One day, while in the Place de la Comédie – Montpellier’s central square – while lounging over coffee with a Dutch model whom I had befriended, and who was in town for a photoshoot that seemed to last for weeks, I saw a demonstration of a what appeared to me a most peculiar sport. A few men and women had gathered in the centre of the square, near the fountain, and assembled a stage on tiny risers that hovered about 6 inches off the smooth cobble stone. They were dressed in white and looked terribly elegant. They had a pavillion under which they were relaxing in café chairs, sipping water, eating oranges and emptying large oblong bags. The bags contained swords! How very strange. And intriguing. I watched as two of them – two women – suited up and slipped on their masks and fought. It was poetry in motion. They were so good at it. They glided up and down the piste, struck quickly and then retreated. Sometimes they would have extended rallys (I later learned they are called “dialogues”) which were elegant and very quick. I fell in the love with the sport – its romance, its intrinsic sense of honour and fairness, its beauty and history. I loved the fact that men and women both did it together. When I got back to York, after getting registered and making sure that my French Art History credits would count for something, I signed up for fencing and began what would be a love affair with an ancient art and modern sport that lasts to this day. I will write a blog post about fencing another day.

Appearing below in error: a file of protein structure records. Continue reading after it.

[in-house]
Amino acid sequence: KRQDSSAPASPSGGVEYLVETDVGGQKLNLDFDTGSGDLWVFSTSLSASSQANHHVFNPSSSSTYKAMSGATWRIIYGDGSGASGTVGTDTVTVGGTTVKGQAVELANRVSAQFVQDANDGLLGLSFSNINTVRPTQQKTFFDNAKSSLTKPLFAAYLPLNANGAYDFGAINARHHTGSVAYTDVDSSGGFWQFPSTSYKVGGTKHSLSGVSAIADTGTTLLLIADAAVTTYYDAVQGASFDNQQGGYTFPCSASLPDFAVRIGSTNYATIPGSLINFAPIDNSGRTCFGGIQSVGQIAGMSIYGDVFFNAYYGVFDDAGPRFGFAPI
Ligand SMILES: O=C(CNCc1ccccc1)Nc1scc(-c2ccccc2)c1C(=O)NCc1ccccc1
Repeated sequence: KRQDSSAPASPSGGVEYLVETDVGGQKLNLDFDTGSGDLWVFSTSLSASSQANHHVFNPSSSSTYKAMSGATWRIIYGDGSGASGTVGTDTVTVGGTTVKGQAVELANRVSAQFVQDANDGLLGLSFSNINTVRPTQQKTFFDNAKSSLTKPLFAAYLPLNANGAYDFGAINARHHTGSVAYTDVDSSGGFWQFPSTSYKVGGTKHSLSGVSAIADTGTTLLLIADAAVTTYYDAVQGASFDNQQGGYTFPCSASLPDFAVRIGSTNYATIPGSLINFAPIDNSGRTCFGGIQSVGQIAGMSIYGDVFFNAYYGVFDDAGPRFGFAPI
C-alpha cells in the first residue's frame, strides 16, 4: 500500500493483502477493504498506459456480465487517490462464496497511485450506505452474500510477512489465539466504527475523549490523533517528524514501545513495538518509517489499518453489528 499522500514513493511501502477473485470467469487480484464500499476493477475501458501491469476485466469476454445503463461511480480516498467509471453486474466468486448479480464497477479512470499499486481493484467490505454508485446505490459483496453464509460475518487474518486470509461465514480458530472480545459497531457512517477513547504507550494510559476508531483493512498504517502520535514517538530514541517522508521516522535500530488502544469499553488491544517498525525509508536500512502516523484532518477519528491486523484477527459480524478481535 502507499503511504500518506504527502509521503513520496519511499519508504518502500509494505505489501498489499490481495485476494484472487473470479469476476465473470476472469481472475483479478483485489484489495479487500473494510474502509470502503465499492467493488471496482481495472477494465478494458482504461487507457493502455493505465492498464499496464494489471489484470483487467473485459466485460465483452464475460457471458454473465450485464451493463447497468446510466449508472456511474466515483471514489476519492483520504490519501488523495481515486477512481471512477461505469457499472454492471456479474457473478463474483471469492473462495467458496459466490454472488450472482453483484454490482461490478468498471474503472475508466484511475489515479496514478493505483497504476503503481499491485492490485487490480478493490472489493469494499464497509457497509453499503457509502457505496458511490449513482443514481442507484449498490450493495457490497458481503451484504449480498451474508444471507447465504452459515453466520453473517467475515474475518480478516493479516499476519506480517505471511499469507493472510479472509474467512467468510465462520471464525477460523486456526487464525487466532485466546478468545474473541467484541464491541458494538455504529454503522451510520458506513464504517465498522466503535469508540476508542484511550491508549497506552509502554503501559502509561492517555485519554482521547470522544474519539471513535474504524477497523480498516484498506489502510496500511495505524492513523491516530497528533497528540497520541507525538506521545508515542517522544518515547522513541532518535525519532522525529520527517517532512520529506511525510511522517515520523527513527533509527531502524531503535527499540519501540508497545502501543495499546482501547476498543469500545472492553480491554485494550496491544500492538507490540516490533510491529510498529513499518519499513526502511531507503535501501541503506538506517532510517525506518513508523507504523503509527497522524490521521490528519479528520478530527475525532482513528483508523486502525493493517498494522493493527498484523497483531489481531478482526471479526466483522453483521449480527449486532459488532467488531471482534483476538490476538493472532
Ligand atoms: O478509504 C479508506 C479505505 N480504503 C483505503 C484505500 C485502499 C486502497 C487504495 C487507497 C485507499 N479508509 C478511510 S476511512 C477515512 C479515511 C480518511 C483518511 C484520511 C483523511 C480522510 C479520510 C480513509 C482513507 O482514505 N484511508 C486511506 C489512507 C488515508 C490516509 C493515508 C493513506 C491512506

My undergrad was also a time of experimentation for me. At that moment, York was the site of struggles between many conflicting political perspectives. It bred radicalism the way mainstream television breeds apathy – radicalism was part of York’s DNA. York’s campus, for all its suburban blandness and industrial parks nearby, was electric with the possibility of political change, of revolution. Whether you were a liberal, a socialist or a neo-conservative, you could find your clan and surround yourself with people who were passionate and cared profoundly about arguing that their utopian vision of the world was the right one. The one that would change everything. How much espresso and how many beers did I consume while talking about politics? Most days and many nights, we lobbed ideas at one another and then ripped them apart. It was fantastic. For a preppy, somewhat sheltered, and slightly nerdy kid of 17, this was not only an education, but it was a taste of a cosmopolitan reality that I had just read about in Russian novels up that point. I got deeply involved: I published op-ed pieces in Excalibur, I edited the Francophone student’s newsletter and I became president of the French Club, the Fencing Club and became engaged with many other clubs. They were good times.